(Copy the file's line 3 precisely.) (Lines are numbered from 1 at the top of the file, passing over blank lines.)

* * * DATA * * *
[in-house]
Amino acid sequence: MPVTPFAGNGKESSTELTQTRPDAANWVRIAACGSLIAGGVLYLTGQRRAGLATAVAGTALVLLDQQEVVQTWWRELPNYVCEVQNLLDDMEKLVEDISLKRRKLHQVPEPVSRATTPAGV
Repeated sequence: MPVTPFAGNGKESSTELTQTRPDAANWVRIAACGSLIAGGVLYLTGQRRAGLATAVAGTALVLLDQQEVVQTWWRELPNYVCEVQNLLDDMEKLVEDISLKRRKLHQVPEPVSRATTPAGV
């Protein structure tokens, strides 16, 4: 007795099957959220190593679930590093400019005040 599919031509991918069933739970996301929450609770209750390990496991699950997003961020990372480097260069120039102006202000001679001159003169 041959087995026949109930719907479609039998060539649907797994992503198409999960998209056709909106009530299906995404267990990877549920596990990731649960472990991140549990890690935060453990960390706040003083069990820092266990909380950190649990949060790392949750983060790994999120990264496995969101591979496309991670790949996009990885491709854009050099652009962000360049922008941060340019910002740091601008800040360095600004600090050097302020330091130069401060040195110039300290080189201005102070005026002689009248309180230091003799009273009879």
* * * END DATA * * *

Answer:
Repeated sequence: MPVTPFAGNGKESSTELTQTRPDAANWVRIAACGSLIAGGVLYLTGQRRAGLATAVAGTALVLLDQQEVVQTWWRELPNYVCEVQNLLDDMEKLVEDISLKRRKLHQVPEPVSRATTPAGV